When she began uploading music online in 2017, Tate McRae’s signature asset became her technical dance skills – which soon defined her in a crowded landscape. Even within the whirlpool of social media, the Calgary native stood out: at age 13, she came in third place on the reality competition series, So You Think You Can Dance; half a decade later, she began initiating her ascent towards the mainstream with zippy, radio-ready songs that contended with the friction between vulnerability and her uber-confident artist persona.
Yet at some point on the journey to her 2022 major label debut ‘I Used To Think I Could Fly’, McRae’s gleaming pop sound slipped into autopilot. That record showed flashes of brilliance – lead single ‘She’s All I Wanna Be’ was revered for its emotional honesty, and quickly scaled the charts thanks to its ubiquity on TikTok – but otherwise felt uninspired. Its tracks were largely safe in their artistic choices, glossy and pleasant but not especially charismatic.
A bid for the big leagues, follow-up ‘Think Later’ is somewhat remarkable for its evolutions in McRae’s delivery and attitude. Her recent global hit, ‘Greedy’ – which remained atop the Spotify Viral 50 throughout the majority of November – has everything: real confidence, the trap-speckled beats of Ariana Grande’s ‘Thank U Next’ era and gymnastic melodies. The track also interpolates Nelly Furtado’s ‘Promiscuous’ – a flourish that would thrill any enthusiastic pop fan.
‘Think Later’ continues to position McRae as a much more versatile prospect. ‘Cut My Hair’ ventures into a rockier sound, a completely novel mode for the 20-year-old, and shares the energy of standout ‘Exes’. On the latter, backed by haunting laughter, McRae sends shots in every direction (“I don’t mean to be cold, but that’s how I get all my pride”) with the self-assurance of a young star currently holding court in the Gen Z pop arena.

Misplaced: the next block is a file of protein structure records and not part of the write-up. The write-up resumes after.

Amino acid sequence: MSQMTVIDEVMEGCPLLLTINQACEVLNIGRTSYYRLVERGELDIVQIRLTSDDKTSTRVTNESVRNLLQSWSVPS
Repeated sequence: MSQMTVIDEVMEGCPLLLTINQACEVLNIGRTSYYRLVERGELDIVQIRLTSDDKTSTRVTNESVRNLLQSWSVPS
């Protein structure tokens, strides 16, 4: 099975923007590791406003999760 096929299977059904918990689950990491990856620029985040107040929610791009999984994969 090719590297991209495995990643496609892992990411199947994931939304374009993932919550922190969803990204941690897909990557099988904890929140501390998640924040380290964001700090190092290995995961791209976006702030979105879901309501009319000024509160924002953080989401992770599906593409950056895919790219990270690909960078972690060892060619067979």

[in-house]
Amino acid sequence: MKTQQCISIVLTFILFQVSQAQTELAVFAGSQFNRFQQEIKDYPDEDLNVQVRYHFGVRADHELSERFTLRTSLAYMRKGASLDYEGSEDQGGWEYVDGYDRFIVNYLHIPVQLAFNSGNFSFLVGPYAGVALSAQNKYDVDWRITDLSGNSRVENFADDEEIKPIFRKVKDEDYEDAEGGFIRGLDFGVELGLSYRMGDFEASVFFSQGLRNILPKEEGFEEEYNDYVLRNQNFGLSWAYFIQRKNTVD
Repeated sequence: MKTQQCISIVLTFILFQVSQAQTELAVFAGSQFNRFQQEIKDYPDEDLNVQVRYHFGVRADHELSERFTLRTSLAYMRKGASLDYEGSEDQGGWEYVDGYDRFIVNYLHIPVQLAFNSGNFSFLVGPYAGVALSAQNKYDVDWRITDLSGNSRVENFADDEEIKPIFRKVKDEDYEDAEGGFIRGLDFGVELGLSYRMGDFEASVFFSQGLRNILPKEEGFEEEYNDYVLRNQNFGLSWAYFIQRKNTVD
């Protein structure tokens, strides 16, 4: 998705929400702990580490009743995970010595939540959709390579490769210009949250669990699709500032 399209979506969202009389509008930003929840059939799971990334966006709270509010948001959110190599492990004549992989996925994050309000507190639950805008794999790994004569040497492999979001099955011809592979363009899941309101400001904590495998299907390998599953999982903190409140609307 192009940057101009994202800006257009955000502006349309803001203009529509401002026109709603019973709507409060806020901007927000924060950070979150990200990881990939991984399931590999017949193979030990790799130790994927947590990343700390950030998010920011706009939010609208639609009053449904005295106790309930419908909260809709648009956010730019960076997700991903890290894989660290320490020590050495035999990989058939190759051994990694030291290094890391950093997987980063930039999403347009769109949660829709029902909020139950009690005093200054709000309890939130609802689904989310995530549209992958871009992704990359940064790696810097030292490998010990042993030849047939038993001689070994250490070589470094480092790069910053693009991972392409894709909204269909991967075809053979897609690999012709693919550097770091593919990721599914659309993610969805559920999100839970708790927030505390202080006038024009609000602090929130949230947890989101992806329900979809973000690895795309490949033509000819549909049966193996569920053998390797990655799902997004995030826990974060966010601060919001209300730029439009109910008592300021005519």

These 14 tracks don’t roll along without any hiccups, however. As evidenced on the palatable ‘Messier’ or ‘Stay Done’, the middle section often lacks the spiky melodrama of the big, all-guns-blazing singles. The title track is a perfectly fine, if forgettable ballad, with a deep husk to McRae’s voice that will hopefully continue to grow in depth and power.
McRae is evidently still wrestling with her ambitions. ‘Think Later’, however, contains enough intrigue to suggest that this is the work of an artist finally honing their identity, dancing and sparkling all the way.
Release date: December 8
Record label: RCA Records
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